A sailing holiday around France covers some of the most famous Mediterranean beaches and European port towns. The French Riviera is one of the most sought-after yachting destinations in Europe – with many well-known towns, cities, and beaches along this coast. Some of the best destinations here for a cruising holiday include Corsica, Saint-Tropez, Cannes, Nice, Lorient, and many more. These are places that attract the rich and famous – so you can expect plenty of luxuries to be enjoyed in the towns. The French Riviera is one of the most popular destinations in Europe for a sunny sailing holiday. This is thanks to the magnificent beaches, picture-perfect towns, azure waters and calm sailing routes. Optional COVID-19 Cancellation Insurance. Our direct customers can opt for COVID-19 travel cancellation insurance that includes: Cancellation, Late arrival,Travel interruption, Hotel expenses. Optional COVID-19 cancellation insurance protects you if you or your crew develop coronavirus symptoms, test positive, or are unable to provide a negative PCR test.With the opportunity to cancel or reschedule your yacht cruise to any of the other Mediterranean destinations, you can plan your vacation with confidence.
Synonymous with romance, culture and rustic charm, the Amalfi Coast is one of the darlings of the Mediterranean. This region is worth a visit for those in search of timeless beauty, proper Italian dining and UNESCO-listed heritage. Begin on the south side of the coast with a trip inland to Ravello, a medieval village that sits at dizzying heights above the sea- take a walk around the gardens of Villa Rufolo, then enjoy a meal at Palazzo Avino overlooking the mountains and the sea. Evening aperitifs are best enjoyed at Le Sirenuse, a chic hotel in Positano decked out in colourful majolica tiles with a terrace that offers unbeatable views over the town. Then, be sure to head down to the commune of Nerano to dine at one of two celebrity-approved restaurants; Lo Scoglio da Tommaso and La Conca del Sogno.
Sailing tip of the day: Overlaying radar on the chart helps to interpret the display! The biggest problem most of us face when interpreting radar is lack of familiarity. We go about our daily business most of the year, then come aboard, hit the fog and turn it on. Unfortunately, unlike GPS, AIS and the rest, radar is more of a conversation between the operator and the instrument, so it’s not surprising we have trouble interpreting the picture. When I’m motoring, I, therefore, make a practice of keeping my radar transmitting even in good visibility and running an overlay on the chartplotter to keep me familiar with its drawbacks. The image above, for example, clearly shows that what the radar sees may not stack up with what the chart is telling me. Note how the trace seems mysteriously to end halfway up the coast. So it does, but that’s because the echo returning from high cliffs in the south gets lost when the land falls away to lower-lying estuarial terrain. The echo ends either because the flat shoreline isn’t providing a good enough target, or because the coast falls below the scanner’s visual horizon.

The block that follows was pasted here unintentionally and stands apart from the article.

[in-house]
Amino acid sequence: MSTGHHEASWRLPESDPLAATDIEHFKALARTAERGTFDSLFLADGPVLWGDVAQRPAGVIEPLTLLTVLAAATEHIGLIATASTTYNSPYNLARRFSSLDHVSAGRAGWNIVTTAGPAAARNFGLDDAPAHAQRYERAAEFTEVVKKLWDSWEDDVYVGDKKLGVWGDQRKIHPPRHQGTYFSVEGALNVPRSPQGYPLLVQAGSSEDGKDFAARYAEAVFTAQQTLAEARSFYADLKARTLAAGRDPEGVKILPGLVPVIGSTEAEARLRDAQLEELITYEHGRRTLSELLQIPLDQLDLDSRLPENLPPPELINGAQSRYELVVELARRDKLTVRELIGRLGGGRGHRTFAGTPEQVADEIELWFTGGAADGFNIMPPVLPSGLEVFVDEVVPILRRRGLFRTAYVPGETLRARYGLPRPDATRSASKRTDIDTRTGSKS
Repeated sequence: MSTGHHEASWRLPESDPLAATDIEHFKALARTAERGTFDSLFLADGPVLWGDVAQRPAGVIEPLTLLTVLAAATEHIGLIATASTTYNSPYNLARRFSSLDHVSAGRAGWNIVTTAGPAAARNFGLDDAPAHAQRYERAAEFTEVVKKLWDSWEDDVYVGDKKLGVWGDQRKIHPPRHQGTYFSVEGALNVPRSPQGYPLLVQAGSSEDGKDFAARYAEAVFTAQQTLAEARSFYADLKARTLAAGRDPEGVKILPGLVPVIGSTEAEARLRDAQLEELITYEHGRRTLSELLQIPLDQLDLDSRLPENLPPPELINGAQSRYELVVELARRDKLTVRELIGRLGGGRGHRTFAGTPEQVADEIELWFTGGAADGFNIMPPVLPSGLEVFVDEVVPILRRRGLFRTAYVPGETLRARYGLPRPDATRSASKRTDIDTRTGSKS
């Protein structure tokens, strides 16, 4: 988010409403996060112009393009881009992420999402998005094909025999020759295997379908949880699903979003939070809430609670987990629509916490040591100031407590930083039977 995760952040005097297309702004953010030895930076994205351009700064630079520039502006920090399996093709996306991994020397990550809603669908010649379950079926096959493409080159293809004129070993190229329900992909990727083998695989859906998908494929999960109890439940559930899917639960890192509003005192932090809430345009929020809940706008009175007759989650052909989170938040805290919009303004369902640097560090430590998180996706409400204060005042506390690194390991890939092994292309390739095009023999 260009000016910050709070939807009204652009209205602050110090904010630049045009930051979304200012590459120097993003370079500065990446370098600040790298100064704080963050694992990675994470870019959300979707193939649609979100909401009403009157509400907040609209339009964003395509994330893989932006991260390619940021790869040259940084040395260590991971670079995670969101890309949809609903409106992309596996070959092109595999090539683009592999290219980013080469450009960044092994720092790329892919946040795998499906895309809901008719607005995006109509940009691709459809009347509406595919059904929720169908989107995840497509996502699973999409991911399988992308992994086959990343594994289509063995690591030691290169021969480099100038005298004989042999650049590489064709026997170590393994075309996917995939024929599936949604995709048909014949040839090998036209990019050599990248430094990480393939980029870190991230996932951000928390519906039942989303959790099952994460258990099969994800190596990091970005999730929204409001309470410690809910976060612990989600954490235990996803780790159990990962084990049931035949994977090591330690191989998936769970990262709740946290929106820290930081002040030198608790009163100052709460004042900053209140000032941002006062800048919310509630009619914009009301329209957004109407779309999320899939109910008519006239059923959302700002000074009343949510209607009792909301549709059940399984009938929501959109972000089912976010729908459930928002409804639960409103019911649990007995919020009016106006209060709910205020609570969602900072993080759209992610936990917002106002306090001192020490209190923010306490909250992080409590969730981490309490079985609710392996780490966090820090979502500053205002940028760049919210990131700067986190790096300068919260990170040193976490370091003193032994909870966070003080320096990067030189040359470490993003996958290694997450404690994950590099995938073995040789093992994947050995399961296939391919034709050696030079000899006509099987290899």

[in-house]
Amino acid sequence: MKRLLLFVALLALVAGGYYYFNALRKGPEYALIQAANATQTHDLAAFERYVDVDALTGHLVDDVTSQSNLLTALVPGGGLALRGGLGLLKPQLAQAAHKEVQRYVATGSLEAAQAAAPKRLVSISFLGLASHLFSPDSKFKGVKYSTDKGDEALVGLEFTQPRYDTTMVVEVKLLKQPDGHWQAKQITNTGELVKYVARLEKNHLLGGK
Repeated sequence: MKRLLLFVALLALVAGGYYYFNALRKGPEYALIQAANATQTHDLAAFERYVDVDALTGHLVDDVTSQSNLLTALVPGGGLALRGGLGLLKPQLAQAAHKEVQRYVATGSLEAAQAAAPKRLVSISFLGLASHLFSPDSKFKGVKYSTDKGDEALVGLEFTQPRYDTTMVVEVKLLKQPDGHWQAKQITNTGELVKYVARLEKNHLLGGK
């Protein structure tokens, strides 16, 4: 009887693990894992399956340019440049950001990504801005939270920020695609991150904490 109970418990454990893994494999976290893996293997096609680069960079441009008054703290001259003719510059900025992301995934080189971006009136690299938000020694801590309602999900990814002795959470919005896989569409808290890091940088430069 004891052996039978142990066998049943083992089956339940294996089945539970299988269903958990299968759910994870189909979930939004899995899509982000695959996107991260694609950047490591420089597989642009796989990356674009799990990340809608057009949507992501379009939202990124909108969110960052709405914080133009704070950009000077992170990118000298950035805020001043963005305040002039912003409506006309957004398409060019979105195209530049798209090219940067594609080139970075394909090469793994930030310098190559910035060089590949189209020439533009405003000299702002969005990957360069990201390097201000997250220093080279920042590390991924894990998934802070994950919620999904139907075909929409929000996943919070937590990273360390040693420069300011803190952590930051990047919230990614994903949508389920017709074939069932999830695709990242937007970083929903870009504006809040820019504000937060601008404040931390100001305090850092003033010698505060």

You might not always get the good weather but this part of the UK equals many of its European rivals in beauty. Over 95 miles of uniquely formed ancient coastline stretch all the way from East Devon to Dorset. Otherwise known as the Jurassic Coast, some of the rock formations here are 185 million years old and its England’s first natural World Heritage Site. Set sail from Weymouth Harbour and stop off at all the local beauty spots – Durdle Door, Lulworth cove and countless historic coastal villages.
Honeymooners and couples can relax in Ibiza’s crystal-clear waters, enjoy unforgettable sunsets, explore its natural beauty spots, taste local renowned cuisine and have fun in an evening out at one of the famous nightclubs and bars. During the day, try one of the diverse leisure activities: visit a hippie market, book a day boat tour to famous Formentera, go on-board and try a diving experience, join a tour and discover the island by Vespa bike, visit a farm-house and learn how to produce traditional herb liquor and artisan soap … Cala Saladeta is one of the many stretches of sand on Ibiza that proves size isn’t everything when it comes to beaches. Small and beautiful, this is one of the most popular beaches on the island amongst both tourists and locals – and after just a few minutes here, you’ll understand why. Saladeta’s perfectly transparent waters give a whole new sense to the word turquoise and are shallow and calm as well, making it a great beach for a family day out (arrive early to claim your space, though). Why the Mediterranean? The Mediterranean Sea separates Europe from Africa, and it is almost entirely surrounded by the land of the Mediterranean Basin. The Mediterranean is known as one of the world’s finest travel destinations, that invites you to set on an unforgettable journey and sail the coastlines of some of the twenty-one Mediterranean countries. The Mediterranean is home to some of the world’s most popular summer destinations and hot spots for sailing due to its pleasant climate, turquoise sea, ancient ruins, famous Mediterranean food, and stunning architecture.